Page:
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Amber Stuver, PhD - Villanova University. Villanova , PA, US

Amber Stuver, PhD

Associate Professor of Physics | College of Liberal Arts and Sciences | Villanova University


Amber Stuver, PhD, is an expert in gravitational waves.





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How LIGO detects gravitational waves What are gravitational waves? - Amber L. Stuver LIGO: Scientific Discovery in Your Backyard | Amber Stuver | TEDxLPLDenhamSpringsWalker



Areas of Expertise (4)



Gravitational Waves

Black Holes


Dr. Stuver is an expert in gravitational waves and has been an active member of the LIGO Scientific Collaboration since 1999. Her research focuses on the computational search for gravitational waves buried in detector noise; she also works to improve the data quality of the detector for data analysis purposes. Dr. Stuver is also an expert in communicating science to the public with 10 years of experience working at the LIGO Science Education Center at the Livingston Observatory in Louisiana. She has given many public talks, including TEDx, and has developed educational works, including her blog (www.LivingLIGO.org) and the TED-Ed animation and lesson materials on "What are Gravitational Waves?"

Education (2)

Pennsylvania State University: PhD

Pennsylvania State University: MEd

Select Accomplishments (2)

2016 Special Breakthrough Prize in Fundamental Physics

Fundamental Physics Prize Foundation

2016 Cosmology Prize (awarded to entire LIGO team)

Gruber Foundation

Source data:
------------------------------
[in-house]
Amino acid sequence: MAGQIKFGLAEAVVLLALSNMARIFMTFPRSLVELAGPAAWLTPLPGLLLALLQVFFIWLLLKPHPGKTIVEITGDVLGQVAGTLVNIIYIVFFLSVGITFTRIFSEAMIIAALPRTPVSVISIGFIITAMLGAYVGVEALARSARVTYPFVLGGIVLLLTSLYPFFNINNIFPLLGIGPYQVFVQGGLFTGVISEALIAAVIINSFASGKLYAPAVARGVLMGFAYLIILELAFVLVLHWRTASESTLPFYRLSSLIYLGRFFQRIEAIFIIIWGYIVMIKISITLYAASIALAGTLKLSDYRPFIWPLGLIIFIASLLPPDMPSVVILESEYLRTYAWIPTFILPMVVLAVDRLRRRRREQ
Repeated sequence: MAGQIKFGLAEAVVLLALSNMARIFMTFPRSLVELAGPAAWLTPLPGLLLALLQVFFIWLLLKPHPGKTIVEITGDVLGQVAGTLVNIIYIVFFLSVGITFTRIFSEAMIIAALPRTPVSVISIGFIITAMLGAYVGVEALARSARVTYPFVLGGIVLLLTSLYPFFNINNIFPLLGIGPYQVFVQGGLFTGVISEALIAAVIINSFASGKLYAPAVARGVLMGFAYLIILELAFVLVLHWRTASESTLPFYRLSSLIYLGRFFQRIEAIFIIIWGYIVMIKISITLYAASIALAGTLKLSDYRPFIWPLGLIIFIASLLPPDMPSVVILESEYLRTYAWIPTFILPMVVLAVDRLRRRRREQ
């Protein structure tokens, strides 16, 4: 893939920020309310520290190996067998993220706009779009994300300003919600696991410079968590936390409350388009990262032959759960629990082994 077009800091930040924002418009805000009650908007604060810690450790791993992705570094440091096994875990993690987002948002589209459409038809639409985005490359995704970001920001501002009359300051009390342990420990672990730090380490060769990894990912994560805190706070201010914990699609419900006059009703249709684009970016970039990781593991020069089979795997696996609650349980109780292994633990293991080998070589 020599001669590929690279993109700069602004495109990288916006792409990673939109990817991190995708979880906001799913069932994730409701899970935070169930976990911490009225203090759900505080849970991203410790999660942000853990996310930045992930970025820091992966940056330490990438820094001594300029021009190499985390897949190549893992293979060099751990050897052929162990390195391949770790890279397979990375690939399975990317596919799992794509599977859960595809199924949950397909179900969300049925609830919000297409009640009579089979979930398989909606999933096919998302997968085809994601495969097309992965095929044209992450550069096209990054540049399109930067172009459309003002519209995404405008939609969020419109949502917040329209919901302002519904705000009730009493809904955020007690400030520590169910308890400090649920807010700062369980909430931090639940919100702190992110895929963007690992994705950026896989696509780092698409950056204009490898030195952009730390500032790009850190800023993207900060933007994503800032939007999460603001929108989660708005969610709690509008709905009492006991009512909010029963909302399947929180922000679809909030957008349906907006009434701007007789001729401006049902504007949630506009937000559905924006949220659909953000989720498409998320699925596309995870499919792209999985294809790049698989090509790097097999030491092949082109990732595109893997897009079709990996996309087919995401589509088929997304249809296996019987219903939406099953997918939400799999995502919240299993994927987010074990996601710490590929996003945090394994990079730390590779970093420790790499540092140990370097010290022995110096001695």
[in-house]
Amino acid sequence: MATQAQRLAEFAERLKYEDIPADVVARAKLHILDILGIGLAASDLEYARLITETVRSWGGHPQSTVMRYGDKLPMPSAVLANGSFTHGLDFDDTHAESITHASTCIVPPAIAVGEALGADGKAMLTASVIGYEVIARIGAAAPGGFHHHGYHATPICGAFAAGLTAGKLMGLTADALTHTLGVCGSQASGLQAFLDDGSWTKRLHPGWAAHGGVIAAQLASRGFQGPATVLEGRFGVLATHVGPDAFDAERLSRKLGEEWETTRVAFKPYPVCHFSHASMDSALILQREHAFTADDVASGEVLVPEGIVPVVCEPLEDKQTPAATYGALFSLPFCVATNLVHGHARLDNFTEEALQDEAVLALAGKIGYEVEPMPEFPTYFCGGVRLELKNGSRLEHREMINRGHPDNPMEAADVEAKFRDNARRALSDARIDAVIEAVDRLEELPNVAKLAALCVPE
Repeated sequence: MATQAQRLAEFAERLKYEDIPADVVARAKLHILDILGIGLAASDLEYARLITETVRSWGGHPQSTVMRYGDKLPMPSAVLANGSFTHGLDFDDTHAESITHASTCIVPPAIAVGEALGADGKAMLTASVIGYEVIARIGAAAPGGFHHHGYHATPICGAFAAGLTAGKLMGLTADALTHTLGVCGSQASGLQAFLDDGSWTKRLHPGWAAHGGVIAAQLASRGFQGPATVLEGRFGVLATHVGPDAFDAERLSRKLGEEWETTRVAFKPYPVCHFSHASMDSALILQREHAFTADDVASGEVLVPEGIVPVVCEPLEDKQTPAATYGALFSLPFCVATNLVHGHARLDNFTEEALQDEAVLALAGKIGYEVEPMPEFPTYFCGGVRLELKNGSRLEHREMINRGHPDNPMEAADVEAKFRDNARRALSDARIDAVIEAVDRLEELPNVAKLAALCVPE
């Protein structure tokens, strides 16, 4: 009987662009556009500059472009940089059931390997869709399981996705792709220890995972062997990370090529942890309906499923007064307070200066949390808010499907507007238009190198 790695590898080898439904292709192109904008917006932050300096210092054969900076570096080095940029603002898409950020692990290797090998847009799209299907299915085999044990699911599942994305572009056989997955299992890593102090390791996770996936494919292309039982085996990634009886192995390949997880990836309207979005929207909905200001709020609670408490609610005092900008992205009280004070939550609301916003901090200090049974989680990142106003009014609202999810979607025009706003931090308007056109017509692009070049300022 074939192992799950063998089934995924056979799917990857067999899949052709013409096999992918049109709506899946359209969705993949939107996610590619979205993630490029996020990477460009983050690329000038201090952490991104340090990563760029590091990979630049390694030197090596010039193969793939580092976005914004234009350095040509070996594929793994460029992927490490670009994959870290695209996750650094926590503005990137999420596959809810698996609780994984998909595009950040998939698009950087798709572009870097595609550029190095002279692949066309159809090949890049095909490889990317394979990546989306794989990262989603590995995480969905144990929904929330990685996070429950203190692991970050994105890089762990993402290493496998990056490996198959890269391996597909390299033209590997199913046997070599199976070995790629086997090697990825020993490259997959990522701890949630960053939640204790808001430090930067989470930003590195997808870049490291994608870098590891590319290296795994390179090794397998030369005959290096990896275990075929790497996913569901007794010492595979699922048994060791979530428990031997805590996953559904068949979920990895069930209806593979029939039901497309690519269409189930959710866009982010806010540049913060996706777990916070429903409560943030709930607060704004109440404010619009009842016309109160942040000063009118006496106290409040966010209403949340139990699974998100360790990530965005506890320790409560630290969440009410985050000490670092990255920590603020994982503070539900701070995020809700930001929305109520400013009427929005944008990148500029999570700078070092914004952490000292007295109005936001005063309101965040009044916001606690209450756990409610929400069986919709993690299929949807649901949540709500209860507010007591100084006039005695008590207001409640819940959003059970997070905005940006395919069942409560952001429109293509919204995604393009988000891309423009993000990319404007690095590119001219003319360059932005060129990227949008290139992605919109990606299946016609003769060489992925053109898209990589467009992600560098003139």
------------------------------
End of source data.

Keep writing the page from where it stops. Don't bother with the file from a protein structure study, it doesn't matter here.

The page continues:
Affiliations (4)

  • Member, LIGO Scientific Collaboration
  • APS Committee on Informing the Public, Chair
  • AAPT Committee on Space Science and Astronomy, Chair
  • APS Forum on Outreach and Engaging the Public, Member-at-Large

Select Media Appearances (5)

The great detector

Physics World  


I’m in a taxi with my Physics World colleague Sarah Tesh, having driven up from New Orleans, where we’d been attending this year’s March meeting of the American Physical Society. We’ve turned off the main highway that links the city of Baton Rouge to the sleepy town of Livingston, and are heading along a secluded road through dense pine forest. Our destination is the sprawling Laser Interferometer Gravitational-wave Observatory (LIGO) complex, but there’s no indication that a world-class laboratory lies just around the corner. ... Our host for the day is Amber Stuver, a LIGO scientist and lecturer at Louisiana State University, who is now at Villanova University as an assistant professor.

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Cracking the mystery of where gold came from

The Philadelphia Inquirer  


Call it a detective story for the ages: Where did gold, platinum, and other heavy elements come from? … Among the team members was Amber Stuver, an assistant professor of physics at Villanova University. Her responsibilities included helping to ensure the quality of the data — measurements of “gravitational waves” that resulted from a collision of two neutron stars 130 million years ago. Scientists at Pennsylvania State University, where Stuver earned her Ph.D. in 2006, also played a key role.